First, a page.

VC firm TMV sources opportunity with innovative purpose-driven vision

Looking to raise assets for its second fund, the founders and principals of early­stage venture capital firm TMV are on a mission to not only uncover what is less obvious in venture capital land but to do so with a focus on impact, innovation and diversity.

Marina Hadjipateras and Soraya Darabi told Alternatives Watch in an exclusive interview that their Fund I was among the earliest to invest in 25 businesses that are marked both by diversity in management, and by business plans that “reimagine the future.”

Last month, Bank of America announced that it had advanced $1 billion to promote racial equality and economic opportunity. Of this package, $150 million was slated to go to venture capital firms that invest in purpose-driven companies with diverse leadership. TMV was one of a number of firms that made it to the prestigious list.
The CEO of Bank of America, Brian Moynihan, said in a statement that the listed funds, including TMV, “support diverse entrepreneurs across the U.S. and will drive innovation and economic opportunities, creating more jobs and wealth.”

For TMV Fund I was a micro-fund and a “proof of concept”. Fund II is to be the scaled-up execution of that concept.

The letters TMV derive from an earlier period in the life of this entity, when the partnership was called ‘Trail Mix Ventures.” At that time, as Darabi says, “our focus was on health and well-being.” The focus has broadened to include
“impact, innovation, and diversity,” so although the letters are still used to indicate continuity, they stand for themselves.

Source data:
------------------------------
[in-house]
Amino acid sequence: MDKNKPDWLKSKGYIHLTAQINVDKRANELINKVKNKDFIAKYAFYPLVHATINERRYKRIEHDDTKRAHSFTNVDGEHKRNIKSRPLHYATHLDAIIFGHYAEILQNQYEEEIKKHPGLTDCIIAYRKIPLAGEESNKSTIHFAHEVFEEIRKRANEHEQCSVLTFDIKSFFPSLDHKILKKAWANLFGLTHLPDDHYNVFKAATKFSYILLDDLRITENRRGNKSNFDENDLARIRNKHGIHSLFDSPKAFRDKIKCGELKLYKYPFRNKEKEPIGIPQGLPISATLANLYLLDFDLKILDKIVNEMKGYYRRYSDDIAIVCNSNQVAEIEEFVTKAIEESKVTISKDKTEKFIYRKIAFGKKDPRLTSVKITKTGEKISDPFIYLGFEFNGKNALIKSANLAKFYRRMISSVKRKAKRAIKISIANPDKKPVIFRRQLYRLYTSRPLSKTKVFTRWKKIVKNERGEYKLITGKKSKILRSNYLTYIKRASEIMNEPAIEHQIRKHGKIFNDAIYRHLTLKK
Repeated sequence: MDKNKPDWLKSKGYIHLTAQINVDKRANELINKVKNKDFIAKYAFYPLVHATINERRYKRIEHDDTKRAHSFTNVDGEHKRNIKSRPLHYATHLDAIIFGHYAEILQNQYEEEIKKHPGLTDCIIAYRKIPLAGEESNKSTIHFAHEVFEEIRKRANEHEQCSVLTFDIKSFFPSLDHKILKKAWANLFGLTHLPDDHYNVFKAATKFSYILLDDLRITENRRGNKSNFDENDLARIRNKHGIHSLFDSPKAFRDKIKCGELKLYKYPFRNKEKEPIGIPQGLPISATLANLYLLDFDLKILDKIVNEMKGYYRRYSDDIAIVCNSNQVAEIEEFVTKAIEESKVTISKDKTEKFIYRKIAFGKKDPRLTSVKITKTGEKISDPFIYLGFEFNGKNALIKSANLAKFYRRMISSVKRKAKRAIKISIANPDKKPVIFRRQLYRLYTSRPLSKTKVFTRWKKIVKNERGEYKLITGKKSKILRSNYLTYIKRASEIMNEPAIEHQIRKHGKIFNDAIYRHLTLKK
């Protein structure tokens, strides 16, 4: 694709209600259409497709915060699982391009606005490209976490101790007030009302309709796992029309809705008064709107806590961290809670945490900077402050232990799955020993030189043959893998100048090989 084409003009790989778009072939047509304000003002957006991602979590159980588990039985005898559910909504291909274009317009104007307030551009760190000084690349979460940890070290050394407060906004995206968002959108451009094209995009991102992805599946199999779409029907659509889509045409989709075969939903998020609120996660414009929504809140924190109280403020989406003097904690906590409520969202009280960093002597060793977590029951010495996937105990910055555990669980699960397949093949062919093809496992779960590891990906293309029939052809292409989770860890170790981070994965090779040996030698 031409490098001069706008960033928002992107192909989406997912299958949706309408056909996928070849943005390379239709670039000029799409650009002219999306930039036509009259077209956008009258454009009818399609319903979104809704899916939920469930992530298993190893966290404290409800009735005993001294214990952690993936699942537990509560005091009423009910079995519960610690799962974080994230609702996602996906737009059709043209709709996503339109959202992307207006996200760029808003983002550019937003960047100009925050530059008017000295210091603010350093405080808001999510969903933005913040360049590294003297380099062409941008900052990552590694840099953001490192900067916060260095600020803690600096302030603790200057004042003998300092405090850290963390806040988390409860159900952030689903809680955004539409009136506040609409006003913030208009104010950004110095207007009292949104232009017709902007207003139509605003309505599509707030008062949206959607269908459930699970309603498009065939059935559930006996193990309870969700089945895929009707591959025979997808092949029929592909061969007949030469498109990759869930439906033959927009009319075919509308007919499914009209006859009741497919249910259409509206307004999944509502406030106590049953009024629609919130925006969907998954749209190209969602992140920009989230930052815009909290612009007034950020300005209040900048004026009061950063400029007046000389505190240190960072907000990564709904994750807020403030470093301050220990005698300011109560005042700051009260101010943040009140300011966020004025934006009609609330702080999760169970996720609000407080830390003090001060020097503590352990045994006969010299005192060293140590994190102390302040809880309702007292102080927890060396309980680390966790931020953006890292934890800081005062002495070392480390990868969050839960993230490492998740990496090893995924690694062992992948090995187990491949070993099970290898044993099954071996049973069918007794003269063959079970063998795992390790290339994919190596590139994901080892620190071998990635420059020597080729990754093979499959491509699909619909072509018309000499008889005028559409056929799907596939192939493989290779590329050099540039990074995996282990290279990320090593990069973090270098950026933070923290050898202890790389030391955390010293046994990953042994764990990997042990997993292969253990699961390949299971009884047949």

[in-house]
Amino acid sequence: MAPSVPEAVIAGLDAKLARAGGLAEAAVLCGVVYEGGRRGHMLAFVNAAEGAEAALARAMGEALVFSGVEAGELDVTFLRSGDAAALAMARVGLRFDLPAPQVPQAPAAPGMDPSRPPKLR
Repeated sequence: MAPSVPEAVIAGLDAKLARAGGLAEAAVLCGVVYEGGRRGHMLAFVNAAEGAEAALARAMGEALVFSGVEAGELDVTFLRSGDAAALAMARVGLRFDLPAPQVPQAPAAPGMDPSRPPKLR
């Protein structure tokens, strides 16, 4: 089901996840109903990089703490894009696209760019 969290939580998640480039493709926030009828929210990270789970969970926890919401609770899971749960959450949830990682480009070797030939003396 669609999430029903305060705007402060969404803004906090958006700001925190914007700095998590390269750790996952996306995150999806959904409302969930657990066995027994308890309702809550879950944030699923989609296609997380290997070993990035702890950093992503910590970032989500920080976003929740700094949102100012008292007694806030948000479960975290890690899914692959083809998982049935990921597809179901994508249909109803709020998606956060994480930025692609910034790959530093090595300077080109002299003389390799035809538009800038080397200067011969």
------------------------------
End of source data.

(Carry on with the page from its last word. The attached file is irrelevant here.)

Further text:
Hadjipateras and Darabi first met when they were both students at Georgetown University, studying abroad in Italy, when this millennium was new. They could not have known they would end up working closely together, “it would not have occurred to us,” Hadjipateras said. After all, she was going to be working in her family’s shipping company, Dorian. Darabi, on the other hand, was going to pursue a career in journalism and digital technology. So, they went their separate ways.

Hadjipateras did become the VP of investor relations for Dorian LPG and she was key in that entity’s IPO in 2014. The road trip uncovered a lot of interest, and their plans changed from a Norway listing to one with the NYSE. Hadjipateras had by then become involved in the issue of sustainability in the shipping world – and in time she would be vice chair of the INTERTANKO Environmental Committee.

Meanwhile, Darabi’s journalistic interests brought her to The New York Times. She became its manager of digital partnerships and social media, and speaks warmly of the experience of “working with my heroes,” the world-class journalists of The Times.

But Dara bi struck out on her own, becoming an angel investor, in 2010, largely it seems because of the intellectual challenge of it, looking into “fascinating but non-obvious opportunities.”